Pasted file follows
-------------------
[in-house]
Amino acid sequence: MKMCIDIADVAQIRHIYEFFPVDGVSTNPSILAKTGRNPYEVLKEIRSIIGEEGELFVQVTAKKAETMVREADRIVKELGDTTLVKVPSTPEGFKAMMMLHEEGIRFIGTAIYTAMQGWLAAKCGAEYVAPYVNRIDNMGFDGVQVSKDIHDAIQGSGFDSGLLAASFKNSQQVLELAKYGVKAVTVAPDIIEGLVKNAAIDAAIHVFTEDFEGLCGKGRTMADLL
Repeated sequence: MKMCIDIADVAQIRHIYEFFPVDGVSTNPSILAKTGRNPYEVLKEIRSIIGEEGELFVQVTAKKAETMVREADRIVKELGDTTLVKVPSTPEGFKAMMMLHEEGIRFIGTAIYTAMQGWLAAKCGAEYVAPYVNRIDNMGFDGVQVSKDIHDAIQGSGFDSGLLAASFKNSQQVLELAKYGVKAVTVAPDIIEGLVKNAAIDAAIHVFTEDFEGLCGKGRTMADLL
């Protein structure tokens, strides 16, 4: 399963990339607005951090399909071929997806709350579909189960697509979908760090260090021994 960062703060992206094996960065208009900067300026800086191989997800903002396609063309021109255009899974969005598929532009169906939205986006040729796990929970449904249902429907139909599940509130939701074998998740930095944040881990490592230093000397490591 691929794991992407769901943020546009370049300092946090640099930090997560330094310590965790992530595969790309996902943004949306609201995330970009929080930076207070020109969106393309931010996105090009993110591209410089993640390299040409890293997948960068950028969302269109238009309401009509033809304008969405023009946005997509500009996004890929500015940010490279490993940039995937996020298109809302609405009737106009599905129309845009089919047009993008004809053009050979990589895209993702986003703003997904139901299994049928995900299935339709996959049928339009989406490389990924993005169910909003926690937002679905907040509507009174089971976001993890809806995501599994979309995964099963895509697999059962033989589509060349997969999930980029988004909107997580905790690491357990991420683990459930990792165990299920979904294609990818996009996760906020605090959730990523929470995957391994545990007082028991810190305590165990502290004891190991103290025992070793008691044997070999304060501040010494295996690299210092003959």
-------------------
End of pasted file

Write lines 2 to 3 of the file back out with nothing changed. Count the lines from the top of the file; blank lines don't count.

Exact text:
Amino acid sequence: MKMCIDIADVAQIRHIYEFFPVDGVSTNPSILAKTGRNPYEVLKEIRSIIGEEGELFVQVTAKKAETMVREADRIVKELGDTTLVKVPSTPEGFKAMMMLHEEGIRFIGTAIYTAMQGWLAAKCGAEYVAPYVNRIDNMGFDGVQVSKDIHDAIQGSGFDSGLLAASFKNSQQVLELAKYGVKAVTVAPDIIEGLVKNAAIDAAIHVFTEDFEGLCGKGRTMADLL
Repeated sequence: MKMCIDIADVAQIRHIYEFFPVDGVSTNPSILAKTGRNPYEVLKEIRSIIGEEGELFVQVTAKKAETMVREADRIVKELGDTTLVKVPSTPEGFKAMMMLHEEGIRFIGTAIYTAMQGWLAAKCGAEYVAPYVNRIDNMGFDGVQVSKDIHDAIQGSGFDSGLLAASFKNSQQVLELAKYGVKAVTVAPDIIEGLVKNAAIDAAIHVFTEDFEGLCGKGRTMADLL